A good fencer can make a great unarmed fighter. The training in use of measure is unmatched by any other martial art. Facing high speed steel all the time gives you awesome reflexes and a fair bit of courage. The tools are all there, and the end result can be fantastic. The process, though…the process can be a pain in the butt.

Teaching basic boxing actions like the sidestep is a fairly easy process. You take a stance, nice and fluid and mobile. Your partner punches you in the face. You don’t like that, so you straighten one leg out and shift your body a little to the side. The punch just misses and you can retaliate from your new, better position. I decided to cover it in class.

It’s a straightforward exercise, and a straightforward drill, so I’m confident teaching it in class. I don’t want to work on the practical applications as yet, since I’m mostly concerned with making a good footwork drill to teach transition of body weight. I want the students to thinking about their own body movement while analyzing what happens with the opponent. I’m hoping to use the mechanics later in the swordplay portion, but I also want to offer the students a useable unarmed tool.

The mistake I make is in teaching it the way I learned, which is in a slow, non-contact drill to practice a few times, and then picking the speed up and adding contact. This worked fine in my early days. You get a few reps to figure out what you want to do, build up some confidence, and then start blasting each other to make it work. This works if you start out with the implicit understand of what it’s like to be punched.

The art of the sword is the art of learning that touch kills, and that touch comes from a nimble and deceitful weapon. No defense works if it allows for deceit. Slight errors are unacceptable. Most important, though, is control. Your defense must be absolute, or else allow for easy and safe escape. And therein lies our problem.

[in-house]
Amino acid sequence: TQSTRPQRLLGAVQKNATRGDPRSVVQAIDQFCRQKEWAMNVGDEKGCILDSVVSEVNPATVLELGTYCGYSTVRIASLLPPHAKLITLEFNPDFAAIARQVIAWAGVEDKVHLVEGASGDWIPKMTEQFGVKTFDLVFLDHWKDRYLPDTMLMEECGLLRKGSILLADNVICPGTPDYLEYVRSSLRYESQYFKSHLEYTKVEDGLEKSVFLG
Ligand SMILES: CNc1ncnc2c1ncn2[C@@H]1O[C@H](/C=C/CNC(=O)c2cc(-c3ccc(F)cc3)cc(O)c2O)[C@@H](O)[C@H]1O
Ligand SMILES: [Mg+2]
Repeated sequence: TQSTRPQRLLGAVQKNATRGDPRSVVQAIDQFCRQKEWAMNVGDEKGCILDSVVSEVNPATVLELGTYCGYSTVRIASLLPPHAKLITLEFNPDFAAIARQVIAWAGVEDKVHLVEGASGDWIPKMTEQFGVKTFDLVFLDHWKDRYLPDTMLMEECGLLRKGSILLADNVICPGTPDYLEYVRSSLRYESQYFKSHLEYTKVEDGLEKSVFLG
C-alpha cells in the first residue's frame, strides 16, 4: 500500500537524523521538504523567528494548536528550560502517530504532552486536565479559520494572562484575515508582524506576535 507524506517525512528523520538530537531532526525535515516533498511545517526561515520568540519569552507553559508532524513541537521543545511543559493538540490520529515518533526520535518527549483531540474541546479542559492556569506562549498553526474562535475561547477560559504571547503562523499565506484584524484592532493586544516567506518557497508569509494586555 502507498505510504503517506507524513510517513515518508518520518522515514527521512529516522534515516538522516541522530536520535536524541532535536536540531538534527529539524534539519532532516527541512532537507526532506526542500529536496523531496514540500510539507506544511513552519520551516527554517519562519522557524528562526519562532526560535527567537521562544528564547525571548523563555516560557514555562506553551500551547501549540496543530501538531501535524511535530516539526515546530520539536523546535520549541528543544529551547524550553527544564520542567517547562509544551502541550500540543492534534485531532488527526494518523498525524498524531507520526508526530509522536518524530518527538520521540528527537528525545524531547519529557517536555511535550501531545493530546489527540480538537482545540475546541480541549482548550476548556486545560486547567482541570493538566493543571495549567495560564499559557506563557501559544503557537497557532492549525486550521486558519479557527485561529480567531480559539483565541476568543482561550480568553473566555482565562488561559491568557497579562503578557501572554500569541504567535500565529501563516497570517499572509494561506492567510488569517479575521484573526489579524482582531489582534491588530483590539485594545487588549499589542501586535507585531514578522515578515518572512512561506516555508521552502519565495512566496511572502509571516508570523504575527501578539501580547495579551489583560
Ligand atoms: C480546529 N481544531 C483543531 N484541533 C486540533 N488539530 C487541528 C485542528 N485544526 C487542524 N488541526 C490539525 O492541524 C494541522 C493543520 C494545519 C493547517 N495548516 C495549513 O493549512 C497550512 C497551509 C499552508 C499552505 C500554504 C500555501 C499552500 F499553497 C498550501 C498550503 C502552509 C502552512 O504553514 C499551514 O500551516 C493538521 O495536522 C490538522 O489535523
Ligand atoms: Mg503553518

Unarmed tactics make no implicit sense to a fencer. Weapons don’t need power to kill, they only need sharpness and precision. I can’t wave my fist around and knock someone out with a touch. I have to drive hard from the ground up, taking advantage of every iota of rotation and kinetic energy I can, channeled down a very narrow path to a precise target, to hit hard enough to have an effect.

When fencers partner and throw punches slowly at each other, the defender is uncomfortable with a simple sidestep defense. All you are doing is moving aside, it’s no defense at all! They will instinctively attempt to alter the movement to deliver a better defense…making it more complex and slower. And the fencer who is a partner will add to the problem by instinctively tracking their punch towards to moving target, sometimes even trying to disengage a block.

None of this would be a problem if I started out a little different. I think the best way to train fencers to box might be to just toss some good boxing headgear and a mouthguard on them, throw on some 16oz. gloves, and have them punch each other in the head for a bit. Then start the drill with speed punches to the head. Once they’ve learned the reality of the punch in the situation, then we can break it down a bit and start to work on technical details.

Not that I’d have many students left if I actually did that! It’s a lovely ideal situation, but I will need to work up to it a little more smoothly. Now that I understand what is causing the problem I can correct it in class. It was a good insight, and I wish I’d had it earlier. C’est la vie. It does show why fencers have such a preference for wrestling, anyway. Grappling mimics the demands of weapons work in the need for a controlling defense, and for constant capitalization on position. It’s a more familiar territory for those with only a weapon background.

Just another class where the students teach me a valuable lesson. Happens a lot…